The Whipping Man at Vermont's Dorset
Infuses History with Humanity
By: Leanne Jewett - Jul 15, 2013
The Whipping Man
By Matthew Lopez
Directed by: Dina Janis
Scenery: Debra Booth, Costumes: Charles Schoonmaker, Lighting: Michael Giannitti, Sound: Jane Shaw, Production Stage Manager: Kelly A. Borgia, Fight Director: David Anzuelo, Casting: Judy Bowman Casting
Cast: Brian Anthony Wilson (Simon), Michael Simpson (Caleb), Calvin Dutton (John)
The Dorset Theatre Festival
July 11—July 20
The Whipping Man, playing at the Dorset Theatre Festival, is a profound and moving theatrical experience that lingers long after the final curtain.
Until I saw The Whipping Man I had never considered the possibility of Jews owning slaves in the South. I was also completely unaware of the fact that Lincoln's death on April 15, 1865, six days after Lee surrendered to Grant at Appomattox, was on the fifth day of Passover, the Jewish celebration of Moses leading the Hebrews out of Egypt, out of slavery.
In his powerful and evocative historical play The Whipping Man, playwright Matthew Lopez makes use of these uncanny and significant parallels to illuminate the depth of the divide between three men who have shared a home and a religion, but never a life.
The play is set in the remains of a Southern home during those astonishing days at the end of the Civil War. Caleb, a wounded Jewish Confederate soldier returns home to find two former slaves, Simon and John, who were members of his household, to be the only occupants of the house. In the days that follow, Simon, a wise, warm, and upright man, tends to Caleb's wounds "because it is the right thing to do" while John "liberates" the necessities of life along with some luxuries that he fancies from the surrounding abandoned homes. As the action progresses each man reveals the secrets of his past, secrets that have affected each of the others.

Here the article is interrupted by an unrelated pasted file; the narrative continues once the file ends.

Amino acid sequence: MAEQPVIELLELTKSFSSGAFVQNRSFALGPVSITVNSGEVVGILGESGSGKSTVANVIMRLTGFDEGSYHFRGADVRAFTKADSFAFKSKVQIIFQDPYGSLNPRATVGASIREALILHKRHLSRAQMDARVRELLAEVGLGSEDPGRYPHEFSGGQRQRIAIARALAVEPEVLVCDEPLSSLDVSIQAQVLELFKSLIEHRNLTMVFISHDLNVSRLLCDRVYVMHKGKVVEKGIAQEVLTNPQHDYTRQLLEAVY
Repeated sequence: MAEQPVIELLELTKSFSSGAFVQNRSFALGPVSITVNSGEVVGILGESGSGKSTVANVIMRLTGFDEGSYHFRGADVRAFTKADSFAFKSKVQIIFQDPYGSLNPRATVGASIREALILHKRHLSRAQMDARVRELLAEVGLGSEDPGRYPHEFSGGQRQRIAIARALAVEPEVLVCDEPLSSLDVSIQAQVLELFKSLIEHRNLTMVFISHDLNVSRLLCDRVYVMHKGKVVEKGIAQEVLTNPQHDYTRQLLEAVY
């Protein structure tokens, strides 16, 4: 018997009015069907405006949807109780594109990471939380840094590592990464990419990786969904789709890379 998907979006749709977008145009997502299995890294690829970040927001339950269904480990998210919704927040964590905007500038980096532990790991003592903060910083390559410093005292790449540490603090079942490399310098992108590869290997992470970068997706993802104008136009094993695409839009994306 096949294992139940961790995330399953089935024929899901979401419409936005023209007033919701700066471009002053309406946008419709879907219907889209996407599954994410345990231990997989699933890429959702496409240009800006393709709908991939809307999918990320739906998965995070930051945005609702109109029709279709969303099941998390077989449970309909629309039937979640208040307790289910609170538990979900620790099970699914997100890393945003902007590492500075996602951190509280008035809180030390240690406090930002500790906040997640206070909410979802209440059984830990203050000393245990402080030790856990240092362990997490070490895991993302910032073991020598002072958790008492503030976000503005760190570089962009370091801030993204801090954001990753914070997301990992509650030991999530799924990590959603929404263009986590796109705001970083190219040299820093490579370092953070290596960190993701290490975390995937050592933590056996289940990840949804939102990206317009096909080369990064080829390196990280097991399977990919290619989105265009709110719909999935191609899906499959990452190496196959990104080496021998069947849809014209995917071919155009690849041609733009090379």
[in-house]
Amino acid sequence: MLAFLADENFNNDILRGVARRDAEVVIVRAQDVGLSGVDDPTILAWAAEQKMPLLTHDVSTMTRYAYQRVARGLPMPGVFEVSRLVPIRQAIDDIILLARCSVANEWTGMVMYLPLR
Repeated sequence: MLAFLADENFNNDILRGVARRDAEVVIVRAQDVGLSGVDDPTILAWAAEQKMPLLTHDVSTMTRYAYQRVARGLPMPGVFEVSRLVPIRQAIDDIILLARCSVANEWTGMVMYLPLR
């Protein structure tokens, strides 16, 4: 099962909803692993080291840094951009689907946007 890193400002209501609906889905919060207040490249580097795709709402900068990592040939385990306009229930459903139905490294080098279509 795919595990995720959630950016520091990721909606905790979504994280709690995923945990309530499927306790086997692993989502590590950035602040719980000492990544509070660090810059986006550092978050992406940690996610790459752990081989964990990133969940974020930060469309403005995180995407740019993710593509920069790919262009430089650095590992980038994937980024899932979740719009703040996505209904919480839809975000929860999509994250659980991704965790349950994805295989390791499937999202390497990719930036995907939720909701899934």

The three men, who have been raised in the Jewish faith, prepare for and observe a Passover seder, the prayers and ritual that celebrate liberation carrying profoundly different meanings for each of them. The juxtaposing of the prayers of Passover with the liberation of the slaves in the American South is as tremendously moving as it is jolting. Simon ponders the fact that Jews kept slaves though as a people they had been slaves. He asks, "Are we Jews, or are we slaves?" We are left to wonder how any people could have reconciled owning slaves when their most holy celebration was of their own release from bondage.
Brian Anthony Wilson infuses his Simon with a quiet strength and depth of character. He has an easy smile and the shambling gait of advancing years, but when the need arises, the vigor of a powerful man. His superb performance is not so much acting as being.
Calvin Dutton plays John with an authentic nervous energy, a man of intelligence whose spirit has balked and thrashed against the constraints of his life, a man forcibly controlled by others, who has never found peace or meaning in his own life, a man who has the intelligence to know that he is lost but not the emotional stability to alter his path or even to accept responsibility for his actions.
Caleb, played convincingly by Michael Simpson, is more of a boy than a man who does not have enough self-awareness to recognize that he has always been taken care of by others while exercising power over them.
Director Dina Janis's production is evocative and stirring. The blocking, pace, and level of intensity are unhurried and natural, allowing the play and the characters to speak for themselves.
The set and lighting work beautifully. The wartime damage to the house is realistic and heightened by the lighting, especially the sunlight streaming through a hole in the roof. The lighting convincingly mimics the golden light from lamps and candles of the day.
The Whipping Man infuses that grim period in our history with humanity, with the reality of the human consequences of slavery that reverberate even today. It reminds us how blind we can be to our own injustices and to the limits of our understanding of the disparate levels of our modern society. When Simon speaks to Caleb of faith he says, "You don't lose your faith by not getting answers. You lose your faith by not asking questions." That sentiment is just as true of art. The Whipping Man, gives us no answers but leaves us asking questions of ourselves.